Personally, I think a better way to evangelize is to spend time helping others and generally being a good neighbor, and then discussing things if questions are asked or topics come up and the other person is interested. Or setting up a booth in a public place where interested people (and hecklers!) can stop by. Knocking on the doors of people's houses is usually seen as an unwanted invasion.

Probably just another symptom of the breakdown of traditional society; in a traditional village, nobody would go door to door, they would already all know one another and have plenty of shared events at which to spread their ideas and opinions, or they would stop by the local bar to argue with all the other folks. 
 
nancy sutton
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I've never found them 'irritating', just terribly, and lovingly, worried about their god sending you to eternal torture... just as the Inquisitors were worried about the souls of the 'heretics', as they tortured them.  That's what so sad, really. 
 
Bethany Dutch
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I think, for me, there are two important things to keep in mind:

1. discontinuing and/or heading off a conversation that is going in a direction you are not interested in, is completely okay.

2. it is not necessarily rude to do the above.

For a long time I struggled with stuff like this, and I'm just now kinda learning ho to get past it. For example, feeling obligated somehow to answer people's questions regarding _____ because I'd feel rude if I didn't, or to go along with discussions because I just didn't like the confrontation, even as small as "no thank you, I'm not interested."

But in truth, it ISN'T rude to just tell someone "I'm not interested in discussing my beliefs, thanks." and close the door.

Really - it ISN'T!

When someone wants something from you, whether it's you converting totheir religion or to buy their product or WHATEVER - remember, THEY are infringing on your territory, not vice versa. There is absolutely nothing wrong with abruptly cutting someone off and telling them you are not interested. If you are put in a situation where they keep pushing and prying, remember THEY are in the wrong for doing so, not you. A rational human being would read body language and not push for their agenda.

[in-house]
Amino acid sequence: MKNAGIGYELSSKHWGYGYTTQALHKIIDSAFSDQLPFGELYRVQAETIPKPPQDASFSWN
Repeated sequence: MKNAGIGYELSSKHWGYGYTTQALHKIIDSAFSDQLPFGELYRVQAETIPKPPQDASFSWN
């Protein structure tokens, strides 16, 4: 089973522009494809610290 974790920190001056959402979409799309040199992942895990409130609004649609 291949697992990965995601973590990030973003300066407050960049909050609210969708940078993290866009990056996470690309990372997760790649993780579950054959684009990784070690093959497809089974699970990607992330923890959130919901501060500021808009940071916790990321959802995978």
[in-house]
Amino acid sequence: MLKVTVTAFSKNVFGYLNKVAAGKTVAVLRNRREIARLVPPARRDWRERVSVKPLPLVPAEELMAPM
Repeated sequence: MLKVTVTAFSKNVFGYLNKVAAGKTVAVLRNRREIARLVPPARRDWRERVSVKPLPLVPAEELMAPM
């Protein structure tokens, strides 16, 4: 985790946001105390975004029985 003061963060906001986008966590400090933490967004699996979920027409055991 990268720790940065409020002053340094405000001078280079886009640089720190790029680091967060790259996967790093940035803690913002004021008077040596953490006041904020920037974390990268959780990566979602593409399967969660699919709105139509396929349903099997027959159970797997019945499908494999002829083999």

That isn't rude!  Rude is telling people to fuck off (and, like Dan mentioned above, is unfortunately necessary) but don't ever feel obligated to continue a conversation like this. I had a very real awakening the other day when someone came into my place of work and did this. I kept thinking that I could not believe she would come into a place of business and start her spiel with someone who is getting paid to do a job who then cannot do said job and I realized... it was RUDE of her to come into my workplace and try to sermonize and sell me things. It was NOT rude of me to firmly (but politely) tell her I was not interested.
 
Nancy Troutman
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Our road has completely abolished door knockers.   When they knock at the first door, that person says they are not interested and that they are calling their neighbors to warn about their presence.   They then, via the computer, text message everyone on the road warning of the door knocker, his description, and whether they are religious or salesmen door knockers.   A lot of us wave off the door knocker before they even get out of the car.   In my case, I close the gate to my driveway.   Those that speak to them limit it to "You are not welcome on this road, please leave".  

I haven't had a door knocker in 16 years as a result.